I'm with Karen. I was a reference librarian for most of my career, and to me the main purpose of the catalog is to help the patrons find the information they need. Frankly I haven't seen anything in all this bibframe that is an improvement.
From: Bibliographic Framework Transition Initiative Forum [mailto:[log in to unmask]] On Behalf Of Karen Coyle
Sent: Friday, August 12, 2016 5:01 PM
To: [log in to unmask]
Subject: Re: [BIBFRAME] Life after MARC?
One of the key questions, for which we do not currently have an answer, is: What are the goals of the catalog? Cutter had his, in 1876:
1. To enable a person to find a book of which either
A. the author
B. the title is known
C. the subject
2. To show what the library has
D. by a given author
E. on a given subject
F. in a given kind of literature
3. To assist in the choice of a book
G. as to its edition (bibliographically) H. as to its character (literary or topical)
Those make sense, but of course we are no longer in 1876; our "recorded information" world is larger, more complex, and the users of the catalog are considerably different people than the users of Cutter's time.
The latest version of the International Cataloging Principles has these goals:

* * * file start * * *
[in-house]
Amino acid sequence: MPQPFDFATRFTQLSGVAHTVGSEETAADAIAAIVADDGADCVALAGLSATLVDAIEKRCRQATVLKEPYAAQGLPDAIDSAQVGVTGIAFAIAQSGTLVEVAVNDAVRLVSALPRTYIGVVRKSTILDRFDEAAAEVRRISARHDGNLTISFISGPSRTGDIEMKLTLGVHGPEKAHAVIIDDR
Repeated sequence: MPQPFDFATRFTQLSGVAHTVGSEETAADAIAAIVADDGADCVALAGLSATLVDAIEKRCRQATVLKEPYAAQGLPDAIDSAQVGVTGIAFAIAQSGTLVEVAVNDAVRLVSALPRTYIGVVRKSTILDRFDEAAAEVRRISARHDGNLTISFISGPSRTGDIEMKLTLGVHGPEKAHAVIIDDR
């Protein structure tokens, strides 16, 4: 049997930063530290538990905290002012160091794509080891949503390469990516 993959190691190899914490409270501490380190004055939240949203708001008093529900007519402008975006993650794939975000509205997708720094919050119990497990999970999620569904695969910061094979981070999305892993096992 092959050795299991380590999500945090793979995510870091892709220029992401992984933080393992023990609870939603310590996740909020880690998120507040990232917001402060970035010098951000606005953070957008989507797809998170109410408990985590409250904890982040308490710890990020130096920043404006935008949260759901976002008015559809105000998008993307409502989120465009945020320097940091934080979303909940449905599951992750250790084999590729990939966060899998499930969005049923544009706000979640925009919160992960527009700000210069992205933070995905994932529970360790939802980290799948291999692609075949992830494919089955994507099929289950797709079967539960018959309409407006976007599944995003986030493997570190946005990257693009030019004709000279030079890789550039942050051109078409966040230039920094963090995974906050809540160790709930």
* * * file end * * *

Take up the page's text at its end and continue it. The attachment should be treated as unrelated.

6.1.1 to find a single resource
6.1.2 to find sets of resources representing:
all resources belonging to the same work
all resources embodying the same expression
all resources exemplifying the same manifestation
all resources associated with a given person, family, or corporate body
all resources on a given thema
all resources defined by other criteria (language, place of publication, publication date, content form, media type, carrier type, etc.), usually as a secondary limiting of a search result;
6.2 to identify a bibliographic resource or agent (that is, to confirm that the described entity corresponds to the entity sought or to distinguish between two or more entities with similar characteristics);
6.3 to select a bibliographic resource that is appropriate to the user’s needs (that is, to choose a resource that meets the user’s requirements with respect to medium, content, carrier, etc., or to reject a resource as being inappropriate to the user’s needs);